Top female entrepreneurs call for new cultural norm
New statistics from the CSO show that women missing out on top jobs in companies
Alison Cowzer co-founder and CEO of East Coast Bakehouse: ‘The challenge is around the cultural issues.’
Society needs to “embed a cultural norm” of young girls and women having the ambition to rise to the top and continue their careers if the gender gap in the upper echelons of Irish companies is to be rebalanced, according to entrepreneur Sonya Lennon.
New figures published by the Central Statistics Office on Thursday showed just one in nine chief executive officers in large enterprises in Ireland in 2019 are women, while women occupy only 28 per cent of senior executive roles.
Ms Lennon, who is the founder of Dress for Success Dublin, which is a charity that promotes the economic independence of women by providing career development tools, said the issue was “historical, cultural, and personal”.
“What I do think is very heartening is that the conversation is alive now and we can’t put the genie back in the bottle,” she said.
Cathriona Hallahan, managing director of Microsoft Ireland, said the CSO figures provide a fact-based perspective on the status quo and the significant progress that must be made across all sectors in order to promote greater diversity at leadership level.
“Critically, organisations need to look at their pipeline of talent at all levels to ensure that the right people are in place to compete for the most senior roles as they progress through their careers.”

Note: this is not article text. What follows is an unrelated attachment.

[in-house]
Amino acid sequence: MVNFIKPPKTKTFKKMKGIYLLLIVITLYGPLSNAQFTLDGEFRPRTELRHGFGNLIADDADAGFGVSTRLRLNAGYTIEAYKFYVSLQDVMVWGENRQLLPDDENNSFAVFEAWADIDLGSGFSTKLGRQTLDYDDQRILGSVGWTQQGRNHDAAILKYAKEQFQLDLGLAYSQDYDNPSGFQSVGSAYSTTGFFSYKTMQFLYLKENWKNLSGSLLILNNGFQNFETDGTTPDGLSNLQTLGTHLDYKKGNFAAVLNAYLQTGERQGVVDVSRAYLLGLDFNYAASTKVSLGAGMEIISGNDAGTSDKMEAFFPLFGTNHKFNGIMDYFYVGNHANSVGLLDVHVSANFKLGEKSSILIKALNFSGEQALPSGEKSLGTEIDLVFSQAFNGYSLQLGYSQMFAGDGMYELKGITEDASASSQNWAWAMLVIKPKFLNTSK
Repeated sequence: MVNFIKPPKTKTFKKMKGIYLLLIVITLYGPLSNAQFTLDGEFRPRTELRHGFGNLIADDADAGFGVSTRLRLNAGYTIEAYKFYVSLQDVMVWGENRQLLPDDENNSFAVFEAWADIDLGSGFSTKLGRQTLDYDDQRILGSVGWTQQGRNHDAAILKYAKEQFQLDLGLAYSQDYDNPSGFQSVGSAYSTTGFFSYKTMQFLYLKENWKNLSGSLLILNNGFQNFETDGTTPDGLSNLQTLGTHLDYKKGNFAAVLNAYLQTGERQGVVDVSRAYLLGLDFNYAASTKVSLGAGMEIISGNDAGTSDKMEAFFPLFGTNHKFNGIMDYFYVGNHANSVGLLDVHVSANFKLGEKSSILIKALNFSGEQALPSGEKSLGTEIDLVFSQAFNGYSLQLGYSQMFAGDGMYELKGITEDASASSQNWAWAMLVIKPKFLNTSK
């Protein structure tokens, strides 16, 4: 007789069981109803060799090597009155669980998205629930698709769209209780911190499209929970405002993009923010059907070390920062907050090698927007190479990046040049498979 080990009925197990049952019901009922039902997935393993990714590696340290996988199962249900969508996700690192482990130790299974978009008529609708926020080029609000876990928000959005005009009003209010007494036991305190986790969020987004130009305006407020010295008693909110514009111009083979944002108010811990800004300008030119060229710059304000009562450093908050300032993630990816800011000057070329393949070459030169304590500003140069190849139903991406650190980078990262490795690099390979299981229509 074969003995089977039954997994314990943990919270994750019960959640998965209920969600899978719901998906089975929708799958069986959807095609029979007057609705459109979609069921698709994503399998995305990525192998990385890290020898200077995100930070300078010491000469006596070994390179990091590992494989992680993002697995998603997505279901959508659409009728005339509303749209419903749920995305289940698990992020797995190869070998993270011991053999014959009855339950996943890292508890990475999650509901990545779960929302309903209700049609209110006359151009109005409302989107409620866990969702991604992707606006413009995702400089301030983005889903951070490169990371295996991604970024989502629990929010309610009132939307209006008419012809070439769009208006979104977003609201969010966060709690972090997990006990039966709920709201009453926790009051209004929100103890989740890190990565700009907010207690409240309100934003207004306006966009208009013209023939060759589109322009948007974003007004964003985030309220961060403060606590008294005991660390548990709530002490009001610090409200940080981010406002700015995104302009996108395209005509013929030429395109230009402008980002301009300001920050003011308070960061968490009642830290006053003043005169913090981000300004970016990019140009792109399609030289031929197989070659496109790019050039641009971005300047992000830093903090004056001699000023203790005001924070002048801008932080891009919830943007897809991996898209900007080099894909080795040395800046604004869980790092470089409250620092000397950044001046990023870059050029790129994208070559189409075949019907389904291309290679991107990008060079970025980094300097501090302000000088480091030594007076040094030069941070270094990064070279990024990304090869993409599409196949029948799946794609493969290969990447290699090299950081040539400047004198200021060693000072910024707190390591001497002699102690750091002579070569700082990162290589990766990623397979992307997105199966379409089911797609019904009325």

Alison Cowzer, co-founder and chief executive of East Coast Bakehouse, agreed that building a pipeline of female talent and retaining female executives at higher levels was the key.
“The lifestyle that comes with these senior positions is brutal in many cases,” she said. “We have a very one dimensional approach to work, and I think we need to change that. Both men and women need a little more bandwidth to do other things such as family.
“The challenge is around the cultural issues. There is a change in work practices required. Many organisations do not have an environment in place that allows individuals to be involved in things other than work.
“We’re seeing huge levels of talented women coming in at junior levels in organisations. We see it even further back at college level. Then we see women developing their careers, getting to a certain point, and then that cliff edge appears.”
“I thought it might have better improved by now,” she said. “There are plenty of female leaders out there who are well able to do these jobs. It’s not a shortage of talent.
“It is improving with some pace but perhaps the perception of what a CEO looks like needs to change. People expect the CEO be to a man in a suit. Women have a different style of management, and can bring so much to the table.”